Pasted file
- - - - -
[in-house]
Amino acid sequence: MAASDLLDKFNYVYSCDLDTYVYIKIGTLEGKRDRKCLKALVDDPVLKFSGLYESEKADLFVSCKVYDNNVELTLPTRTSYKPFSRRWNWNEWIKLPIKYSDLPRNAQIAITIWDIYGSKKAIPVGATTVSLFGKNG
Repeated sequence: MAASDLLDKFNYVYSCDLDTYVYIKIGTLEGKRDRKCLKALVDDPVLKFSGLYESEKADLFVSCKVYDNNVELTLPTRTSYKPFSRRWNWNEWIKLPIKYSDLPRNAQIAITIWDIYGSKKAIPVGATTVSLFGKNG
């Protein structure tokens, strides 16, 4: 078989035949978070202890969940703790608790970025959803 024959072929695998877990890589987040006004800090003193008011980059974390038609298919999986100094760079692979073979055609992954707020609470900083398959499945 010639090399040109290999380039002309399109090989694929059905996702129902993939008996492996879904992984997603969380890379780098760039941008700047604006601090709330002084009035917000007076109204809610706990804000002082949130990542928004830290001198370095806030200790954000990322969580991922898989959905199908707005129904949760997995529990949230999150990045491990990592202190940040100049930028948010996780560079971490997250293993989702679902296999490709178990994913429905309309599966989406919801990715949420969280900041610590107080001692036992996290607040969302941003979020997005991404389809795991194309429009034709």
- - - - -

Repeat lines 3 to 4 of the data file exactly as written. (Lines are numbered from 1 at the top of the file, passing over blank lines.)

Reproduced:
Repeated sequence: MAASDLLDKFNYVYSCDLDTYVYIKIGTLEGKRDRKCLKALVDDPVLKFSGLYESEKADLFVSCKVYDNNVELTLPTRTSYKPFSRRWNWNEWIKLPIKYSDLPRNAQIAITIWDIYGSKKAIPVGATTVSLFGKNG
């Protein structure tokens, strides 16, 4: 078989035949978070202890969940703790608790970025959803 024959072929695998877990890589987040006004800090003193008011980059974390038609298919999986100094760079692979073979055609992954707020609470900083398959499945 010639090399040109290999380039002309399109090989694929059905996702129902993939008996492996879904992984997603969380890379780098760039941008700047604006601090709330002084009035917000007076109204809610706990804000002082949130990542928004830290001198370095806030200790954000990322969580991922898989959905199908707005129904949760997995529990949230999150990045491990990592202190940040100049930028948010996780560079971490997250293993989702679902296999490709178990994913429905309309599966989406919801990715949420969280900041610590107080001692036992996290607040969302941003979020997005991404389809795991194309429009034709």